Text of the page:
Residents drag army, police to court
THE Zimbabwe Lawyers for Human Rights has filed an urgent chamber application on behalf of two Chinhoyi residents seeking an interdict against police and army officers who are attacking members of the public, defying social distancing recommendations in the process.
In the application filed before the High Court John Basopo, Grace Yona and ZLHR cited Home Affairs minister Kazembe Kazembe, Police Commissioner-General Godwin Matanga, Defence minister Opah Muchinguri-Kashiri and army commander Edzayi Chimonyo as respondents in the matter.
Basopo and Yona claim that they were assaulted by cops and soldiers who pounced on them while in their yards and ordered them to stay indoors and never leave their homes.
They want the apex court to order the assault and rounding up of members of the public by police officers and the army under the command of Kazembe and Muchinguri-Kashiri during the lockdown, without observing social distancing as unlawful.
They also want the invasion of people’s homes and yards by the police and army and compulsion to stay indoors declared unlawful and a contravention of section 4 (1) (a) of the Public Health Order, 2020.
Muchinguri-Kashiri and Kazembe should also be ordered to develop and implement policies that guide their members in enforcement of the lockdown provisions.
ZLHR executive director Roselyn Hanzi raised concern over defiance of lockdown measures in some communities that continue to conduct their business and social lives in manner that exposes them to risks of contracting the deadly coronavirus.
She said law enforcement agents, who are mandated to ensure the lockdown is observed, were targeting people like Basopo and Yona in their homes.
“It cannot be overemphasised that while the police officers have enforcement powers in terms of lockdown regulations, they must do so within the bounds of the law and must respect fundamental human rights and freedoms,” Hanzi said.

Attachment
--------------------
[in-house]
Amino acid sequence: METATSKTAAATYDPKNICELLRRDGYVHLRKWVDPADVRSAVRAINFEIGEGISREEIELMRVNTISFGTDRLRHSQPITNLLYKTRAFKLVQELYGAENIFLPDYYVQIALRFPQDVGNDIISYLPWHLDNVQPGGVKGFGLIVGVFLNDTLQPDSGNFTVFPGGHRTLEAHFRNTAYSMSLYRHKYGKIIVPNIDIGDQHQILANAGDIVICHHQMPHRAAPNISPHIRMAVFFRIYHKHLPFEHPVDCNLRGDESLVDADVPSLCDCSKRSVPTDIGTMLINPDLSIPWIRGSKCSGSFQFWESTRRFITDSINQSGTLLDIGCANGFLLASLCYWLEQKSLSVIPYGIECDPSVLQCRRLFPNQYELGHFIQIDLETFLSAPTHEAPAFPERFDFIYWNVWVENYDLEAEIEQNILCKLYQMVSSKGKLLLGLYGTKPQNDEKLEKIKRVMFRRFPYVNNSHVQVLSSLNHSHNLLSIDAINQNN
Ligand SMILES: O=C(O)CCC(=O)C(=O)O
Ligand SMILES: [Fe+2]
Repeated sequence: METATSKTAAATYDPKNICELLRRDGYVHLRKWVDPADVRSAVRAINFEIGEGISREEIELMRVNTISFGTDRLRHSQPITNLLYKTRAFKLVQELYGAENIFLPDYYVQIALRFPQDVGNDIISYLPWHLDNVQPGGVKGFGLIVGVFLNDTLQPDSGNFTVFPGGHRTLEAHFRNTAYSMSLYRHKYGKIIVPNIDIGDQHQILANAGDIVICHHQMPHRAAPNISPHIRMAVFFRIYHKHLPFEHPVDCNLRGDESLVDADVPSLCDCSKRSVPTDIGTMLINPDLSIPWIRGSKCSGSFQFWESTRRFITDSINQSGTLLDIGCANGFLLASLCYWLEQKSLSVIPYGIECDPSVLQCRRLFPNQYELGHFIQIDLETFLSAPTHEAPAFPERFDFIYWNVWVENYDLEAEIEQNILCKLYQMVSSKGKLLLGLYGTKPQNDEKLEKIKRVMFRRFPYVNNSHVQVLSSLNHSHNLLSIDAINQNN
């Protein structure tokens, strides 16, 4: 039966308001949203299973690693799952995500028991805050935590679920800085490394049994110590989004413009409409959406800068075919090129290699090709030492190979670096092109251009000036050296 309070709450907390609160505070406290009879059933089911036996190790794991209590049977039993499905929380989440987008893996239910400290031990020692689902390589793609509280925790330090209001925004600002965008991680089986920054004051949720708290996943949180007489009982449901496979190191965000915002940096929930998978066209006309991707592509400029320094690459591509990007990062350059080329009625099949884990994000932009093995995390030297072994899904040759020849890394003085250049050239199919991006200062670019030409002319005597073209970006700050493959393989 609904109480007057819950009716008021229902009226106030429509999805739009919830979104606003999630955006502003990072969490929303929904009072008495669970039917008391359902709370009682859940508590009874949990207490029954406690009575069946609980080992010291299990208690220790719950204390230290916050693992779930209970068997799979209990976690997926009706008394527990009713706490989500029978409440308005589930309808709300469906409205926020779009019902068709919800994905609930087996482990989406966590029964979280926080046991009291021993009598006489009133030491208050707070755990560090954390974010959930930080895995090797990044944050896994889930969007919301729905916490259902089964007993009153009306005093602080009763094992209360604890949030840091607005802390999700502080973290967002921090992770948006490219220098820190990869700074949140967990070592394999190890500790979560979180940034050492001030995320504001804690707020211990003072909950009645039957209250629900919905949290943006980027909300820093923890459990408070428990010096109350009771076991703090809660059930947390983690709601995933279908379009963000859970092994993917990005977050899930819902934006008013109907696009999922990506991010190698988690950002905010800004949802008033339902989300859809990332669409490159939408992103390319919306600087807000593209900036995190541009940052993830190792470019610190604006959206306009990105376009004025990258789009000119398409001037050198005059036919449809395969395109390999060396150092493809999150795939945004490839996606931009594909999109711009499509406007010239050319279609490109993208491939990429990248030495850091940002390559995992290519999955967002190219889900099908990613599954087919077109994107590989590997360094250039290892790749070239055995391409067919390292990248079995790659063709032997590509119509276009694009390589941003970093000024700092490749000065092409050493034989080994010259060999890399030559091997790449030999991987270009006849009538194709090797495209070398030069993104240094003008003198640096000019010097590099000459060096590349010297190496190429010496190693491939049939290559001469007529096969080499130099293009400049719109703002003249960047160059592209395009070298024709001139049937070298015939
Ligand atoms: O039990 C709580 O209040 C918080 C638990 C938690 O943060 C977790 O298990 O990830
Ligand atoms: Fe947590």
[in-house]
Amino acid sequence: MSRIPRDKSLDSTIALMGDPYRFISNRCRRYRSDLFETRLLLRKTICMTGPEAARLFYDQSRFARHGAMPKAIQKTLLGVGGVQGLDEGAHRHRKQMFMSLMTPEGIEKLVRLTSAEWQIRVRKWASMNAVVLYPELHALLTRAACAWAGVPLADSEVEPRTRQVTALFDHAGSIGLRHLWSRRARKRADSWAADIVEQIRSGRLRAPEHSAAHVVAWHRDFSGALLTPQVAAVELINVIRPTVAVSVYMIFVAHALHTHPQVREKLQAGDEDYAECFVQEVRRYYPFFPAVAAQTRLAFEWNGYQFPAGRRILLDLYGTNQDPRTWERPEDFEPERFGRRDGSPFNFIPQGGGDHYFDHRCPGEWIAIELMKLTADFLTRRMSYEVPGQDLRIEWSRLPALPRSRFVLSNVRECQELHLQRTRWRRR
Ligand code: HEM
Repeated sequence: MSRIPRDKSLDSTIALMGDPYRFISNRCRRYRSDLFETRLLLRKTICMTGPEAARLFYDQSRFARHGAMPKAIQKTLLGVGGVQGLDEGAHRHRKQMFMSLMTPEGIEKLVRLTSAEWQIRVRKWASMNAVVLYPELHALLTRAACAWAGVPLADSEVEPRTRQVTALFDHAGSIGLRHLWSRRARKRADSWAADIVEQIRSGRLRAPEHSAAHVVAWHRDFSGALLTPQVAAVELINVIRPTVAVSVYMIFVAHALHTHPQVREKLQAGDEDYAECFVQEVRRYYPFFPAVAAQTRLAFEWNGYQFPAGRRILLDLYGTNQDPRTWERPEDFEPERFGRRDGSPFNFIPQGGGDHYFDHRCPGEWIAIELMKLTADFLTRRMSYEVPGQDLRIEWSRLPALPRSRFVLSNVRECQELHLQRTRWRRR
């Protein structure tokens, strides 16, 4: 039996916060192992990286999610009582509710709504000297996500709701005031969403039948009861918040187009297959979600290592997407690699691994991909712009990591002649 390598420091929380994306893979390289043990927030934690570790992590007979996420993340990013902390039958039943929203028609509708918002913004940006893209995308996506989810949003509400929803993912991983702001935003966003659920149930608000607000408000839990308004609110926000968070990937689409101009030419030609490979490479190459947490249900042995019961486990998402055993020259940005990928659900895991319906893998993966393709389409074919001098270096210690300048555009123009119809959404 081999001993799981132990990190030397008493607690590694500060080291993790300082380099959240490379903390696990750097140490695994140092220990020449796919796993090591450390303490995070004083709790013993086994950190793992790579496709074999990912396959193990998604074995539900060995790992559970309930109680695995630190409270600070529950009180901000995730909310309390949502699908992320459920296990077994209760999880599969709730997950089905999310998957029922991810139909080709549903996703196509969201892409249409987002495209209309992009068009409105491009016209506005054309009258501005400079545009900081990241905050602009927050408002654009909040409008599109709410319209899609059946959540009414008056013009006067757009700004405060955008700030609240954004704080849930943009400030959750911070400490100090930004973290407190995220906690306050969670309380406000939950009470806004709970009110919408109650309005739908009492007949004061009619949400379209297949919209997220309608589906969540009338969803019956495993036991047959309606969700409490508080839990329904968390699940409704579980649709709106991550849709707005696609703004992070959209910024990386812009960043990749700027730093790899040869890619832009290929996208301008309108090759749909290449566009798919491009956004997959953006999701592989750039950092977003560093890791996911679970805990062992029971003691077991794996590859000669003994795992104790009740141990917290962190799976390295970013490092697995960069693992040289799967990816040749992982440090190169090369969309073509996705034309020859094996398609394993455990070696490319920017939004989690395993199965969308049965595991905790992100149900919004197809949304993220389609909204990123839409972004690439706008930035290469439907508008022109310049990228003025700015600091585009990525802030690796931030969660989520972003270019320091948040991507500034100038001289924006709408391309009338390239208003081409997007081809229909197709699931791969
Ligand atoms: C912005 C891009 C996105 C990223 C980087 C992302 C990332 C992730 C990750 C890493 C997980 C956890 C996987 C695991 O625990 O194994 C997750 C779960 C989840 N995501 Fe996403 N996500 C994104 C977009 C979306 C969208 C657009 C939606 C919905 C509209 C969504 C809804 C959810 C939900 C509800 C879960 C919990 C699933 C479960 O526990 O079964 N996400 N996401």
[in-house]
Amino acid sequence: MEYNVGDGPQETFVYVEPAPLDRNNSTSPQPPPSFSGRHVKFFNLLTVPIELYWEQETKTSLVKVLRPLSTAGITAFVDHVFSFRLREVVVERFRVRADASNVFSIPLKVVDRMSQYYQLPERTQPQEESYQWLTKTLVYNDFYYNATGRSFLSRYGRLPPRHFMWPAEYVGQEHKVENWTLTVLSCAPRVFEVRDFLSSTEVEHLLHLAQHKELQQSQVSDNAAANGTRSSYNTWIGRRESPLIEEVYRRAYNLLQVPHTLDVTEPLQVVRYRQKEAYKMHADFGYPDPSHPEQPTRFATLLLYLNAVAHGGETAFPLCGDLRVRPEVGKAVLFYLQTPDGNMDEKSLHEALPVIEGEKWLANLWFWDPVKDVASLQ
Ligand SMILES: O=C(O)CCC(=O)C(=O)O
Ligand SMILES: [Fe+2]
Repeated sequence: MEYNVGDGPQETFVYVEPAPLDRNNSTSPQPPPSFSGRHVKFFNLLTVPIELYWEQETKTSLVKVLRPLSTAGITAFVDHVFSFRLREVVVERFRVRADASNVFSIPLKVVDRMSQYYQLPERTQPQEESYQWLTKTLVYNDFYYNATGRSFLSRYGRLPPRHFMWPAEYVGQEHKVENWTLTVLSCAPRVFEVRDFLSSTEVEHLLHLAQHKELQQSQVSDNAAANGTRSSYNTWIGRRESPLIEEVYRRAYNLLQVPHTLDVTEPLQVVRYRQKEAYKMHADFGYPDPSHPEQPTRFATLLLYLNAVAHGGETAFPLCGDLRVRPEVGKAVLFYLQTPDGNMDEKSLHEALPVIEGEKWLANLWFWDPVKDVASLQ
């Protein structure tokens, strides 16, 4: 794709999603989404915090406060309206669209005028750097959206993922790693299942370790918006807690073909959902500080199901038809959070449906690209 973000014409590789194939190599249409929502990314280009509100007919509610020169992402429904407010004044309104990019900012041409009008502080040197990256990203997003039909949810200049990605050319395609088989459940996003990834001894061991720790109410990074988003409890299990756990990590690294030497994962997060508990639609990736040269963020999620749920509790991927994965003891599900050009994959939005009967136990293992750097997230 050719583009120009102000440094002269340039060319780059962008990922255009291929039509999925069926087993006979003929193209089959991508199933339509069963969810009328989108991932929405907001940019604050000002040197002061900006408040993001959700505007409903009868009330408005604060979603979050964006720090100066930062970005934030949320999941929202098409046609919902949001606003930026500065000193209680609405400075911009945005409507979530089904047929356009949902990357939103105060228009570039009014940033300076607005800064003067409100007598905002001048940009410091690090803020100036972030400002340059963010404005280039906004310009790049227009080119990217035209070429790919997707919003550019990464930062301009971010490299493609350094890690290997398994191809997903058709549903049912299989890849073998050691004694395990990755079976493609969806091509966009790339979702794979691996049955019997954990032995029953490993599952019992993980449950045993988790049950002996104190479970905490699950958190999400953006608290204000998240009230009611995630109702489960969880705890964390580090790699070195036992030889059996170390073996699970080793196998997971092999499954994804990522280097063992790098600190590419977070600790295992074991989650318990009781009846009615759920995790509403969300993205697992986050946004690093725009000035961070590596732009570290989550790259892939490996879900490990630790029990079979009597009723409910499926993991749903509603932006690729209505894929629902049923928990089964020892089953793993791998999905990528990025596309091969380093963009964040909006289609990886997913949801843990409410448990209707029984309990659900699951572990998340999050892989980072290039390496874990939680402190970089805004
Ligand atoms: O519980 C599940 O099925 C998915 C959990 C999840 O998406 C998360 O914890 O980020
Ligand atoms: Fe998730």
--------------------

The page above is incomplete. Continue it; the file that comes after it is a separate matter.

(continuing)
“… if the police violate the laws that they seek to protect it places at risk the health and life of the public in general.
The court heard that on April 7, Basopo was parking his car when a truck full of police officers and members of the army arrived. He was approached by the cops who dragged him out of his car and began assaulting him before he was taken into the army truck where they continued attacking him.
Basopo was then made to lie on the floor while the truck went around and he ended up being crammed with other persons in violation of social distancing provisions.
“After a while the truck stopped, I was kicked out of the truck and fell on my back. My cellphone was damaged in the process,” Basopo said.
“It took me time to regain consciousness as I could not even recognise where I was at the time. A good Samaritan passing by helped me on my feet and showed me the way home. The police officers kept saying we should get indoors and sleep because no one was allowed outside their homes.”
Yona told the court that she was cooking on an open fire in her yard when the same police officers pounced on her.
She was in the company of her husband and ordered to lay face-down before being brutally assaulted by the police.